one applies critical thinking, no confusion will exist. If you are
confused, it is because you have chosen stereotype over critical thinking
Of course, since stereotype is far more useful than critical thinking when
it comes to propaganda and rhetoric, I suppose I can understand why some
would choose to abandon critical thinking and then blame others for their
own confusion.

- Mike Gene

>> Commonly applied is just that - commonly applied. In other words, more
>> popular. In other words, easier to run across due to media attention and
>> socio-political rabble-rousing. But as someone who has extensively used
>> the
>> internet to interact with numerous ID proponents over the last eight
>> years,
>> I can inform folks that "commonly applied" also means stereotype. I have
>> met many people over the years who consider themselves supportive of ID,
>> yet
>> who would not conform to the common, pop media stereotypes of ID. After
>> all, ID itself means different things to different people.
>
> And thus the concept of ID becomes nebulous almost to a level of being
> useless.
>
> Hey Greg, good to hear from you again
>
>>Do you see, ASA, the problem of what happens when a person opposes
>>'natural' to 'supernatural' and to nothing else? It is used as a >weapon
>>by some as much as others would use it to teach and enlighten. Pim uses it
>>to ridicule 'intelligent design,' not as a way of uplifting >the divine!
>
> Indeed, ID should be ridiculed for is vacuous positions on science and
> its shaky and dangerous theology, and not to mention its attempts to
> introduce religious concepts back into science and science education.
> The founders of ID have been quite clear and while we have witnessed a
> recent whitewashing of history under the concept of 'teach the
> controversy', it is clear that there is no real controversy in science
> as to evolutionary theory.
>
>
>>As it turns out, PvM speaks merely as an 'outsider' - who is he to tell
>>intelligent design advocates who they are and who they are not, >what they
>>believe and what they don't? It would be like telling someone they are not
>>a Boston Celtics fan, they are even not a Boston >Celtics fan, when
>>really, they do cheer for B.C.! Pim is not an 'insider' to ID, and hasn't
>>show the courage to publicly declare himself >(cheering for Darwinian
>>evolution) as Mike Gene has just done in this thread speaking for both TE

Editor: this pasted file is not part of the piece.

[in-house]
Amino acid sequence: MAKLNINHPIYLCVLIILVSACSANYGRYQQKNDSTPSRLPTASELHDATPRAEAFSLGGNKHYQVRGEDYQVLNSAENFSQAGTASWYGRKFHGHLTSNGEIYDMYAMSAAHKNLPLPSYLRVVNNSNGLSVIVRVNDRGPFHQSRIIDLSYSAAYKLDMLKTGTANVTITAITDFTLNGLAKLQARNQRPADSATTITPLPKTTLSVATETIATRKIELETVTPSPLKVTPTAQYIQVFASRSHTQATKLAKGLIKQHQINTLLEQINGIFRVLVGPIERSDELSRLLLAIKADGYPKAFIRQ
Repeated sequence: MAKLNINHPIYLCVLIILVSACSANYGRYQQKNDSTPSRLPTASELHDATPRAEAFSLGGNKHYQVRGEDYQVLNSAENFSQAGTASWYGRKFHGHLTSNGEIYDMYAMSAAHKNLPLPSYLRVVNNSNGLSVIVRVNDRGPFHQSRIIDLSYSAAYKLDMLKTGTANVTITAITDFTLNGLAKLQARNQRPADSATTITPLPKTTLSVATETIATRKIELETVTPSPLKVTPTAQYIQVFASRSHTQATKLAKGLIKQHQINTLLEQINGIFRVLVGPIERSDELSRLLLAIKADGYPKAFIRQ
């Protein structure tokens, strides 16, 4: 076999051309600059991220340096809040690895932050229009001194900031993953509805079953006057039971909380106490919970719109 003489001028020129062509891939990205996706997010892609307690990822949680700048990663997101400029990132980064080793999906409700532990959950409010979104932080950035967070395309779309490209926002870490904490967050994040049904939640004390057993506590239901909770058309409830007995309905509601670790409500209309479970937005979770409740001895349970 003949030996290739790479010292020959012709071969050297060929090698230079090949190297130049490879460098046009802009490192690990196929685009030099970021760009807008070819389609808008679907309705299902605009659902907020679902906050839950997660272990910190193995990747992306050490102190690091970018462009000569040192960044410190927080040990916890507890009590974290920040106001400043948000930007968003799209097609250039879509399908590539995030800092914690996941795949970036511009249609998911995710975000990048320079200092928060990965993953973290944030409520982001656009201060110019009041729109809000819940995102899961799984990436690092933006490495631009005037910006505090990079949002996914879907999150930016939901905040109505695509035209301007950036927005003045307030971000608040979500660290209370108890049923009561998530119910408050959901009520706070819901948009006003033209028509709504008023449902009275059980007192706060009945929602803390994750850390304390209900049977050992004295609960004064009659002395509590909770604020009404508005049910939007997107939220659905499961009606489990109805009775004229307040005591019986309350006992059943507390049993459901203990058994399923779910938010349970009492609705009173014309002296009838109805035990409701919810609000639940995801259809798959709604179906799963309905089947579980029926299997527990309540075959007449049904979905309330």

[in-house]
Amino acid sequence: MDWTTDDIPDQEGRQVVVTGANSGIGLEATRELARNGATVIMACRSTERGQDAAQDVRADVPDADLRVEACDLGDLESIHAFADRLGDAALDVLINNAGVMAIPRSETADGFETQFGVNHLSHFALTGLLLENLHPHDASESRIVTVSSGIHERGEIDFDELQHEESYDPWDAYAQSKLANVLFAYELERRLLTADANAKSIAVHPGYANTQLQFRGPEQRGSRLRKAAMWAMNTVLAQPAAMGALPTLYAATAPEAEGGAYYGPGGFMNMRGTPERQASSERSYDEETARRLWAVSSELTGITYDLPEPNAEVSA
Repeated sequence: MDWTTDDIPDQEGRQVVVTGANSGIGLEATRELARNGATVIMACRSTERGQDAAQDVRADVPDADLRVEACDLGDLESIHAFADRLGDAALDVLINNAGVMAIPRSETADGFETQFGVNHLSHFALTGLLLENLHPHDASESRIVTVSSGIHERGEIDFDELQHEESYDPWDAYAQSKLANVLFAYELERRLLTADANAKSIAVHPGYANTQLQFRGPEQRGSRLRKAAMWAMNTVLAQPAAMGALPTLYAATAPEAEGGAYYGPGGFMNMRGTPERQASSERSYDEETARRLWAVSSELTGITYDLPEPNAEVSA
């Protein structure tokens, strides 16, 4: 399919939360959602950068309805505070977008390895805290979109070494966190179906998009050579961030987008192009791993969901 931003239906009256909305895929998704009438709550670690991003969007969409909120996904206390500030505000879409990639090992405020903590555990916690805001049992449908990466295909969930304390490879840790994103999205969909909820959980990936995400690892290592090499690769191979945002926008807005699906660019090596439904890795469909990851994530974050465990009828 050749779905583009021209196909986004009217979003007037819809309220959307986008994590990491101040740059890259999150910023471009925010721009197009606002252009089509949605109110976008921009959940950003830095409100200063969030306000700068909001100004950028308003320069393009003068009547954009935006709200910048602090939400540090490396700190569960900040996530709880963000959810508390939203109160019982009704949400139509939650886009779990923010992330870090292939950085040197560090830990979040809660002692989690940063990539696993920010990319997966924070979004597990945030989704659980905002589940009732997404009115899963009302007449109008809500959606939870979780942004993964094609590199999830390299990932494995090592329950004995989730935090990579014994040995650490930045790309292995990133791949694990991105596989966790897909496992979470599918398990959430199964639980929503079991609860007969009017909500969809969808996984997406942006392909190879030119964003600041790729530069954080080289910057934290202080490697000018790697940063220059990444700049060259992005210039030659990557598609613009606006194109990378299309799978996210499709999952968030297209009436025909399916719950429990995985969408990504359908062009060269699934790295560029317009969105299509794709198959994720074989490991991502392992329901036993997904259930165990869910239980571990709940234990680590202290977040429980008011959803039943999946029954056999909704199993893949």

>>and ID.
>
> What some may see as courage other may see as simple unfamiliarity
> with the historical facts of the ID movement. Now I understand that
> some may wish that the founders of ID had been more careful in hiding
> not just its religious motivations but also had refrained from
> defining design the way they did and yet, this is what happened. I
> have no reason to express my explicit support for evolutionary theory,
> as a scientist I have to accept the solid foundation of the science
> involved. I am not sure what you mean by Darwinian evolution, as this
> is a somewhat dated concept which fails to recognize the decades of
> exciting research, hypotheses and theories that form the foundations
> for evolutionary theory.
> I need not be an ID advocate to be able to understand their
> motivations, their scientifically vacuous concepts and what I have
> come to see as theologically risky position. ID proponents have
> defined themselves and their positions quite well and if others want
> to reuse the same name for a different concept then they are inviting
> confusion.
>
> I understand Gregory's obsession with ID and the human social sciences
> and yet ID has made claims that it does belong to the scientific realm
> and I intend to treat it as such while the so called social sciences
> seem to be struggling with the concept. Mike is free to explain his
> definitions of ID and I am surely free to explain to Mike why I
> disagree with his statements.
>
> Now I am thrilled that Mike (and Greg) have come to agree that ID is
> not scientific, a minority position amongst ID proponents, although we
> have to be careful with the term ID and not confusingly apply it to
> two very different concepts. However, I disagree with Mike's
> suggestion that ID is not religious but rather more like a police
> investigation, when in fact ID has no similarities to such an analogy.
> Let's see where the 'path of the future' may lead rather than proclaim
> victory against reality. As ID proponents have clearly stated, "Design
> theorists are no friends of theistic evolution. "
>
>>
>>
>> As for me? I'm simply offering people a chance to move beyond the
>> superficial analysis and uncover an intellectual world that goes a little
>> deeper than something you would read in a newspaper.
>
> Is that all? How do you intend to achieve such a nobel goal? After
> all, what may seem to some, less informed, as superficial analysis
> actually goes to the heart of the argument regarding ID namely that ID
> as formulated by the mainstream proponents, in fact, those who started
> the movement and defined the concept, is a scientifically vacuous
> concept which is founded in religious motivations and concepts. I have
> no problem with the latter, after all different people find
> 'salvation' in different manners however I do object to the scientific
> lack of relevance of ID and its attempts to undermine science
> education in this country and beyond for theological reasons.
>
> Perhaps you should chose a less confusing name for what you propose
> since 'design' is taken as representing our level of ignorance.
> So what do you have to offer that you believe will achieve your promises?
>
>
>
> --
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Received on Tue Jul 1 09:44:56 2008